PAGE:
If whipchick had taped a popular American reality show last week, she would probably be contractually obligated not to reveal the results. If she wrote about it, she'd change all the names.
 

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Comments {119}

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Deb Au Nare

editing

from: Deb Au Nare
date: Jun. 6th, 2012 12:53 pm (UTC)
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I can thoroughly appreciate this story as someone who also stood in front of judges and performed to rehearsed booing. Yet, I was able to perform my full act without "interruption" until the tv edit came back. A 2 second clip thrown together with overdubbed "x"ing.

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whipchick

Re: editing

from: whipchick
date: Jun. 13th, 2012 07:25 pm (UTC)
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If you get a chance, there's an Australian TV clip of Bike Boy challenging the Australian version of the show, and the newscaster points out that in his clip, the audience is enjoying his act and then the booing sound appears briefly over a non-booing audience!

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There is no such thing as "reality television"

from: anonymous
date: Jun. 6th, 2012 07:21 pm (UTC)
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I'm sorry for your experience. First impressions are important.

I did an online 'reality tv' show, and when they had to stop to re-shoot something, because there was the sound of a truck in the background (guess they don't have trucks in reality) I knew that "reality tv" is just a title.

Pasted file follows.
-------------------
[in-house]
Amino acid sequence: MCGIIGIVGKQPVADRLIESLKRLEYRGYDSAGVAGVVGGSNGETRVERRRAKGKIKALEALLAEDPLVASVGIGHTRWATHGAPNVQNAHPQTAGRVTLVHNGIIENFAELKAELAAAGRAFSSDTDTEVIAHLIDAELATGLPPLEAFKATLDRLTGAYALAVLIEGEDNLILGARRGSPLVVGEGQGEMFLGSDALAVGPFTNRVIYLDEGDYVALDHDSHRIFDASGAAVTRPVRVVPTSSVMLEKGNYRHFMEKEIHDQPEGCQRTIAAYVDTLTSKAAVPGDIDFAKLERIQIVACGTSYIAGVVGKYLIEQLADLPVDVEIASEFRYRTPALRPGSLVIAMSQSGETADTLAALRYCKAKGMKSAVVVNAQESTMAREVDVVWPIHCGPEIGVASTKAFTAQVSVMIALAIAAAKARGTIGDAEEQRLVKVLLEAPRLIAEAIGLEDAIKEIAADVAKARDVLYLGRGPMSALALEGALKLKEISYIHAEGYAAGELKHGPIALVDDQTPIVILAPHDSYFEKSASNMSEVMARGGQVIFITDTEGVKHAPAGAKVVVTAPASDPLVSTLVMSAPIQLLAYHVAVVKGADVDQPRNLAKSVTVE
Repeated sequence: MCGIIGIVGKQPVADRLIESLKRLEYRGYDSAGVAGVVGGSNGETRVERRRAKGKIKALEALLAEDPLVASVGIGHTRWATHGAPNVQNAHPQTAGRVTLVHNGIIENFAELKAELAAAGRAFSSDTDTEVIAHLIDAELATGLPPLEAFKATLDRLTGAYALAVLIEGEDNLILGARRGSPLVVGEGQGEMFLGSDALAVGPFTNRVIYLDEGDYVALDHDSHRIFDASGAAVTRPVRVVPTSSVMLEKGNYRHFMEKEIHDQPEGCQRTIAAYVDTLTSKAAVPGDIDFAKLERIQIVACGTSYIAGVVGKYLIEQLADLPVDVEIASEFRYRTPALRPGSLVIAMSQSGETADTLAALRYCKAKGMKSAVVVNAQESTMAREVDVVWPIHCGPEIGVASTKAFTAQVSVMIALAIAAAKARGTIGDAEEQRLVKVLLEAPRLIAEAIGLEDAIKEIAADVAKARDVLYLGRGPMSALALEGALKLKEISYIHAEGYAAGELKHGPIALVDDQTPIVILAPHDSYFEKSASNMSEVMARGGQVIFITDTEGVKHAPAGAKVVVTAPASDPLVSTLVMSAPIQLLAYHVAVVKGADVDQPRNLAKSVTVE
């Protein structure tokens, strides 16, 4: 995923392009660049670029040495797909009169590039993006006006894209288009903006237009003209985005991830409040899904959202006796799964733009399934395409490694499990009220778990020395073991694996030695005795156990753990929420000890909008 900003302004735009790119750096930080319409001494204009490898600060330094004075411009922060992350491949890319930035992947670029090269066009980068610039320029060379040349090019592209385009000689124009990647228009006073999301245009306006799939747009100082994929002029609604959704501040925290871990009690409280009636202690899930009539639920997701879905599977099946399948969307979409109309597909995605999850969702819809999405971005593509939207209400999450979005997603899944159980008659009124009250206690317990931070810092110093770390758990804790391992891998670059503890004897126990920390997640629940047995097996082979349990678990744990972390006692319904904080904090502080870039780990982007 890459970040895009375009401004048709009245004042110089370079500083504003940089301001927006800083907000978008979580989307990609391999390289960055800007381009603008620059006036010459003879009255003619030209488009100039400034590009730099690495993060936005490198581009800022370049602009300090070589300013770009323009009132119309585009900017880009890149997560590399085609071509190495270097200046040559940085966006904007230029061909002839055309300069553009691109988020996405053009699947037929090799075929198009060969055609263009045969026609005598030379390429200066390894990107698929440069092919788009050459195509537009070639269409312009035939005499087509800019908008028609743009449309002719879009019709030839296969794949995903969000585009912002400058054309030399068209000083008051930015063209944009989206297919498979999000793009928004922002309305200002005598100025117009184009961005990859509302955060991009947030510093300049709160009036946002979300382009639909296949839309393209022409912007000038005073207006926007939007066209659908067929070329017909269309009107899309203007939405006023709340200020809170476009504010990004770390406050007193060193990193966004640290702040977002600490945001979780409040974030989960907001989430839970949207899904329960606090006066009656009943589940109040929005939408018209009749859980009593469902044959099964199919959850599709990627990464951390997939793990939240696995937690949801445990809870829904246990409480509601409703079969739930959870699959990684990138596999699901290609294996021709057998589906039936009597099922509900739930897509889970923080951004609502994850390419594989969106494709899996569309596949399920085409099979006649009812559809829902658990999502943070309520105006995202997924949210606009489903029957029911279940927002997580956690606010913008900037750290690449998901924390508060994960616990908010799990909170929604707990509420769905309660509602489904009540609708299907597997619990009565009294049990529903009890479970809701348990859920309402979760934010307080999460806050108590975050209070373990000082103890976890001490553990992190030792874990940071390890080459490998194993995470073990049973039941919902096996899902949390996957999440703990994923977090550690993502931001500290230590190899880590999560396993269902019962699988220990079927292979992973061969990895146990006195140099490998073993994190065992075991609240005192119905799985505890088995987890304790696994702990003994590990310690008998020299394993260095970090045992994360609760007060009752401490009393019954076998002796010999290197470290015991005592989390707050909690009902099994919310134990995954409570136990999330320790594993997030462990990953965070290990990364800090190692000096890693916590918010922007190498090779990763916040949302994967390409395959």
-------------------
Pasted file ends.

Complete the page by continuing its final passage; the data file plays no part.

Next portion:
You guys sound like amazing performers who do incredible work where people need it. Keep being wonderful!

Rick

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whipchick

Re: There is no such thing as "reality television"

from: whipchick
date: Jun. 13th, 2012 07:26 pm (UTC)
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Thank you :) I feel like I learned a lot, and it was a fascinating experience. I love my job and winning or losing a TV show isn't going to stop me doing it!

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Brian Romberg

Thanks for sharing

from: Brian Romberg
date: Jun. 6th, 2012 08:17 pm (UTC)
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Sorry that they put you through all of this. Glad you got to speak your mind even if they later edited it out. The audience cannot all be plants so there are people out there that will remember you and what you said. ;o)

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whipchick

Re: Thanks for sharing

from: whipchick
date: Jun. 13th, 2012 07:26 pm (UTC)
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Thanks :) And in the end, it really is just another gig :)

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(no subject)

from: anonymous
date: Jun. 6th, 2012 08:53 pm (UTC)
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Whipchick,
I SO thank you for this brilliant fictional storytelling!! You are an artist, and art is neither good nor bad, just different than other forms. DON'T EVER let anyone put down your art. Especially with what graceful performers you are. Your performance sounds stunning!!
Kelsey

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whipchick

(no subject)

from: whipchick
date: Jun. 13th, 2012 07:27 pm (UTC)
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Thank you! We went directly to the next gig, and we're still on tour, so it's not really more than a hiccup, thank goodness :)

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Jim Mackenzie

Shine

from: Jim Mackenzie
date: Jun. 6th, 2012 09:21 pm (UTC)
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Thank you for shining a light on the roaches. They talked me into auditioning for the second season, but I was very leery of the whole situation and put as much effort into making it difficult for them to use footage of me as the actual audition. I wanted no part of providing them footage to use without me. I still watch the show and saw your performance. I'm glad to have this backstory because what was aired made no sense to me. Well written and well acted.